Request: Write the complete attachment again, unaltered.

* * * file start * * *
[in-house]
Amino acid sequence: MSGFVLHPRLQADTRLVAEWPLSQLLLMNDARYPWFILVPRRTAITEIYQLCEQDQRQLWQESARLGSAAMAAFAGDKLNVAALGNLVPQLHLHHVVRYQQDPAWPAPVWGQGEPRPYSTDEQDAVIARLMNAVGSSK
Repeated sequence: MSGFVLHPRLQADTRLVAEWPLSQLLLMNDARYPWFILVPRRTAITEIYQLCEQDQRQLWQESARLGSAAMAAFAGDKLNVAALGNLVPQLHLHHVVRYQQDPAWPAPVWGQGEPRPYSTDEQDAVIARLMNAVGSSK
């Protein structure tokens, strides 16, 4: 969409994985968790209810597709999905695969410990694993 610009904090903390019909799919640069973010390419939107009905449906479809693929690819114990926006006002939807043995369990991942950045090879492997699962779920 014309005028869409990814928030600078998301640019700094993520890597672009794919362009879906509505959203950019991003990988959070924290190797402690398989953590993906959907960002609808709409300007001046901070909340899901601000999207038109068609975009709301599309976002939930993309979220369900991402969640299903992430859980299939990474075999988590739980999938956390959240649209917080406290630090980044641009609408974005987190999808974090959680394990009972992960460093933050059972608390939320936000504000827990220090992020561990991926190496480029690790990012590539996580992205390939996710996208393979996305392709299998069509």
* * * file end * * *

[in-house]
Amino acid sequence: MSGFVLHPRLQADTRLVAEWPLSQLLLMNDARYPWFILVPRRTAITEIYQLCEQDQRQLWQESARLGSAAMAAFAGDKLNVAALGNLVPQLHLHHVVRYQQDPAWPAPVWGQGEPRPYSTDEQDAVIARLMNAVGSSK
Repeated sequence: MSGFVLHPRLQADTRLVAEWPLSQLLLMNDARYPWFILVPRRTAITEIYQLCEQDQRQLWQESARLGSAAMAAFAGDKLNVAALGNLVPQLHLHHVVRYQQDPAWPAPVWGQGEPRPYSTDEQDAVIARLMNAVGSSK
């Protein structure tokens, strides 16, 4: 969409994985968790209810597709999905695969410990694993 610009904090903390019909799919640069973010390419939107009905449906479809693929690819114990926006006002939807043995369990991942950045090879492997699962779920 014309005028869409990814928030600078998301640019700094993520890597672009794919362009879906509505959203950019991003990988959070924290190797402690398989953590993906959907960002609808709409300007001046901070909340899901601000999207038109068609975009709301599309976002939930993309979220369900991402969640299903992430859980299939990474075999988590739980999938956390959240649209917080406290630090980044641009609408974005987190999808974090959680394990009972992960460093933050059972608390939320936000504000827990220090992020561990991926190496480029690790990012590539996580992205390939996710996208393979996305392709299998069509």